Since that watershed moment, Malema’s development as an orator has been unsettling, not to say astounding, especially since he was once left adrift by the ANC’s leadership to behave like a child with no discipline.

With the top six too disconnected from the streets to engage, the party itself created the old Malema. Its fear of what he could become, created the new one with the voice that attracts all the attention.

In April last year, two years after the Zuma government took power, that new Malema suddenly emerged in court to defend his singing of Dubul’ibhunu (Shoot the Boer).

In a hostile week of high theatre at the South Gauteng High Court, he took on bombastic Transvaal Agricultural Union lawyer Roelof du Plessis, liberation songs “expert” Anne-Marie Gray and the imagery of the blood of white farmers.

By the time Malema had finished testifying, his opponents were rocked to their roots.

He may be a demagogue, but the cunning landscape of the courtroom revealed his nascent power.

“You will never demoralise me,” he told Du Plessis calmly. “I am a different animal. I am a fighter.”

Those words stung. They were powerful and vast. They situated Malema at the forefront of a stuttering national democratic revolution.

The then-ANCYL president remained sure and steady. The nation, watching him live on TV, was agog.

If anyone doubted it or hoped, desperately, that Malema would falter, they were wrong.

He even unveiled some emotion as he paid tribute to the thousands of black South Africans who were forcibly removed during apartheid.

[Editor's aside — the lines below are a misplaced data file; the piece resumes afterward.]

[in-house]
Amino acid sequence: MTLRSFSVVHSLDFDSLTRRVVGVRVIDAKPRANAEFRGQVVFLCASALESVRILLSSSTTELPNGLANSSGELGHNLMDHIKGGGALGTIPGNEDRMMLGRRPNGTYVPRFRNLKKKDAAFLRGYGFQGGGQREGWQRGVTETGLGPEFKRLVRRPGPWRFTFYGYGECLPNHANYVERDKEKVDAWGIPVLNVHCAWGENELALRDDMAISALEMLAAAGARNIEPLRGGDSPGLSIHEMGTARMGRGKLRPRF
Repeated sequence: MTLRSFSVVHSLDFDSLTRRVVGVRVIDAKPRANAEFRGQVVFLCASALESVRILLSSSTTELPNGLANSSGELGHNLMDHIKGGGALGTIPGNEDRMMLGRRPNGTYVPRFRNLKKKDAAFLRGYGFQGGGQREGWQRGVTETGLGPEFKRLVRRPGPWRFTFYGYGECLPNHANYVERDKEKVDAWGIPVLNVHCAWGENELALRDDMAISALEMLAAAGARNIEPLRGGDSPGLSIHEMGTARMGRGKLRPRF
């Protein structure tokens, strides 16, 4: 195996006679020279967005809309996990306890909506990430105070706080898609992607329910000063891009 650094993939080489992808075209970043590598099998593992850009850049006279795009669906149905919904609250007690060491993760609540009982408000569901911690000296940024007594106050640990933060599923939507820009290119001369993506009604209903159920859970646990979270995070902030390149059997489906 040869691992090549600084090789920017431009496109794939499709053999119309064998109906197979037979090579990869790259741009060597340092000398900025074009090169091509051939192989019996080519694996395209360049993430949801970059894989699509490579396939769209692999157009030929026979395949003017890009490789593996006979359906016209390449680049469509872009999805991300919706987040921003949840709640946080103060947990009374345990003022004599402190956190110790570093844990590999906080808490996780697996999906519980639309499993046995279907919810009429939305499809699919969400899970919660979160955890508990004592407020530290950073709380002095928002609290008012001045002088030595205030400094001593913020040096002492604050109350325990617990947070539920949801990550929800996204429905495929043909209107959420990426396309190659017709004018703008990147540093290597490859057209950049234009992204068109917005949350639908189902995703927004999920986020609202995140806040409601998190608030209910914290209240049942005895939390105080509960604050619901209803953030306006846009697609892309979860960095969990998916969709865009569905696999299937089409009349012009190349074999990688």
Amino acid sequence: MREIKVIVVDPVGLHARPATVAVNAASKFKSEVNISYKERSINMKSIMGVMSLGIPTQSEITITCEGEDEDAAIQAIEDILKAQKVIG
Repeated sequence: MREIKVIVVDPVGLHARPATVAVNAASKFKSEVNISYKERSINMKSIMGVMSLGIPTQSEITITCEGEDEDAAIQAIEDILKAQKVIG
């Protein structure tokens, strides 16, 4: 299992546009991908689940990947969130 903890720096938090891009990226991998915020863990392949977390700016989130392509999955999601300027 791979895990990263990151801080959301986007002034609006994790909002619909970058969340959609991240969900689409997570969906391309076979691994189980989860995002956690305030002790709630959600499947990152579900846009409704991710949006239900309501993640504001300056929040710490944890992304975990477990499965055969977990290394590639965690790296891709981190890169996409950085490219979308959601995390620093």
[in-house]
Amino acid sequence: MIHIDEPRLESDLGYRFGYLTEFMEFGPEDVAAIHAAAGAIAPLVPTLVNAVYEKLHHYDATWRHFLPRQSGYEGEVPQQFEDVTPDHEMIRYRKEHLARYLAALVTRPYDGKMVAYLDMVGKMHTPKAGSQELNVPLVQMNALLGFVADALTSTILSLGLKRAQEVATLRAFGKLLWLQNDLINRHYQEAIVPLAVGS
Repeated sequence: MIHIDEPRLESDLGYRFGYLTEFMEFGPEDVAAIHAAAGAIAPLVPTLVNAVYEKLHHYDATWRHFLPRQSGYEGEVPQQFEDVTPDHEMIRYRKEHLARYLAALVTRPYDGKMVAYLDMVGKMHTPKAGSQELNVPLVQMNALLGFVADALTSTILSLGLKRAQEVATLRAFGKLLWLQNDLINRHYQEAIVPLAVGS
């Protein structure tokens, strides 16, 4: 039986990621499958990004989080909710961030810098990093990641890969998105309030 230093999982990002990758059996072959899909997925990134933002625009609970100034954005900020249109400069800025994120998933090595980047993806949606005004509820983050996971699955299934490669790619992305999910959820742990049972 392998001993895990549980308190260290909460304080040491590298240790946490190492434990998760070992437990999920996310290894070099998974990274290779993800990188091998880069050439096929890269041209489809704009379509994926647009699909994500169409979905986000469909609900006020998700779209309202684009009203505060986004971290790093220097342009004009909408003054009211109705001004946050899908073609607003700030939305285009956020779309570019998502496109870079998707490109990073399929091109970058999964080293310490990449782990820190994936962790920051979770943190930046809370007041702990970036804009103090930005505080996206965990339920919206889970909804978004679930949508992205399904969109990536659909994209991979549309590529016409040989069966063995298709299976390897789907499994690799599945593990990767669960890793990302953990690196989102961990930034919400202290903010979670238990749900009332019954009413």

“What are you saying about those who were harmed, about landowners who were turned into slaves?”

The gallery hushed its approval.

“Change,” Malema told his supporters from on the chilly steps of the court afterwards, “means they must hand over some of the privileges.”

The crowd bellowed its approval back.

As Malema thundered on a makeshift podium last year as anarchy clattered through Joburg’s streets over his disciplinary hearing: “The revolution is on trial, not me.”

Contrary as it may have seemed, he captured the zeitgeist.

There are all the reverberations of a quiet letter posted from Morogoro, Tanzania, on December 11 1975, and signed by ANC secretary-general Alfred Nzo.

“A small… group of dissidents... have recently intensified their campaign of lies, slander and malicious distortions intended to cause disruption within the ranks of the ANC,” Nzo began.

But the dissident Malema era of 2012 is only just upon the ANC, and he is, of course, no longer a member of the party.

He reminded a packed stadium at the Gold Fields KDC West gold mine near Carletonville last month that his voice can only get louder.

“We are being intimidated… They are trying to silence us like they did in apartheid… They can arrest us tomorrow; we are not scared.

“If they kill us they will not kill our ideas. Our ideas will live on through you.”

Rustenburg police only proved him right when they showed their intention to stop him from speaking at the Impala mine on Thursday.

He hadn’t showed up anyway, but that wasn’t the point. The workers believed Malema had been shut down. And that isn’t going to happen any time soon.